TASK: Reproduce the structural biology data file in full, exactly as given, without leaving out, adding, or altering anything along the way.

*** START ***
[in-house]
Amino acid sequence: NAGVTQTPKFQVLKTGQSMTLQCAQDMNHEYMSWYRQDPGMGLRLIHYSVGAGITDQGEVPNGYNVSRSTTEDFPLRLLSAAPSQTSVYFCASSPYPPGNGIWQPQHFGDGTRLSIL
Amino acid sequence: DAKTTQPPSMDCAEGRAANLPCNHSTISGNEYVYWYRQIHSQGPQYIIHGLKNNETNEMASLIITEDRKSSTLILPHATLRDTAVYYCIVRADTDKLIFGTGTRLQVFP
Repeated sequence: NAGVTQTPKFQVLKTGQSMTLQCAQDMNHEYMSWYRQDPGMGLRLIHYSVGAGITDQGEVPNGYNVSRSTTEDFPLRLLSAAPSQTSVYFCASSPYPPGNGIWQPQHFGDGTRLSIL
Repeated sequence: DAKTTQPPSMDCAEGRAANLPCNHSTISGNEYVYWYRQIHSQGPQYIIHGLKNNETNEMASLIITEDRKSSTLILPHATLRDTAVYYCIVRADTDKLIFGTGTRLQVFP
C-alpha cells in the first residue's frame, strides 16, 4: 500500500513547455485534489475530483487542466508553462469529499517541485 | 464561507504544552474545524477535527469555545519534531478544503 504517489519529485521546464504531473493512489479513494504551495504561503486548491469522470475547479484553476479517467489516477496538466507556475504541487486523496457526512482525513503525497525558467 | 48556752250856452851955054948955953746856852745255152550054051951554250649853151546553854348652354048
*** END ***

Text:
[in-house]
Amino acid sequence: NAGVTQTPKFQVLKTGQSMTLQCAQDMNHEYMSWYRQDPGMGLRLIHYSVGAGITDQGEVPNGYNVSRSTTEDFPLRLLSAAPSQTSVYFCASSPYPPGNGIWQPQHFGDGTRLSIL
Amino acid sequence: DAKTTQPPSMDCAEGRAANLPCNHSTISGNEYVYWYRQIHSQGPQYIIHGLKNNETNEMASLIITEDRKSSTLILPHATLRDTAVYYCIVRADTDKLIFGTGTRLQVFP
Repeated sequence: NAGVTQTPKFQVLKTGQSMTLQCAQDMNHEYMSWYRQDPGMGLRLIHYSVGAGITDQGEVPNGYNVSRSTTEDFPLRLLSAAPSQTSVYFCASSPYPPGNGIWQPQHFGDGTRLSIL
Repeated sequence: DAKTTQPPSMDCAEGRAANLPCNHSTISGNEYVYWYRQIHSQGPQYIIHGLKNNETNEMASLIITEDRKSSTLILPHATLRDTAVYYCIVRADTDKLIFGTGTRLQVFP
C-alpha cells in the first residue's frame, strides 16, 4: 500500500513547455485534489475530483487542466508553462469529499517541485 | 464561507504544552474545524477535527469555545519534531478544503 504517489519529485521546464504531473493512489479513494504551495504561503486548491469522470475547479484553476479517467489516477496538466507556475504541487486523496457526512482525513503525497525558467 | 48556752250856452851955054948955953746856852745255152550054051951554250649853151546553854348652354048